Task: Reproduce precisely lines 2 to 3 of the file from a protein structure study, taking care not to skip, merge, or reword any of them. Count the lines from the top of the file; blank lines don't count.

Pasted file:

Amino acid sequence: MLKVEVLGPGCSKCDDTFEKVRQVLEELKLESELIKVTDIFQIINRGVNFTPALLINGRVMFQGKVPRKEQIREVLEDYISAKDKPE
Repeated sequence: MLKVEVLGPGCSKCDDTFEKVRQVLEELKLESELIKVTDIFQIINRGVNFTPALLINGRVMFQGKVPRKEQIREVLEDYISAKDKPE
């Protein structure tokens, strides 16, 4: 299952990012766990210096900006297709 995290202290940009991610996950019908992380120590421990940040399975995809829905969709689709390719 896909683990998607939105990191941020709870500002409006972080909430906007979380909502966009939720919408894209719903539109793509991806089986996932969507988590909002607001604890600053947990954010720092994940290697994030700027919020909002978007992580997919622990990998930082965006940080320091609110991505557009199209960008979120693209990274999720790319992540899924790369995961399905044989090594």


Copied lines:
Repeated sequence: MLKVEVLGPGCSKCDDTFEKVRQVLEELKLESELIKVTDIFQIINRGVNFTPALLINGRVMFQGKVPRKEQIREVLEDYISAKDKPE
């Protein structure tokens, strides 16, 4: 299952990012766990210096900006297709 995290202290940009991610996950019908992380120590421990940040399975995809829905969709689709390719 896909683990998607939105990191941020709870500002409006972080909430906007979380909502966009939720919408894209719903539109793509991806089986996932969507988590909002607001604890600053947990954010720092994940290697994030700027919020909002978007992580997919622990990998930082965006940080320091609110991505557009199209960008979120693209990274999720790319992540899924790369995961399905044989090594």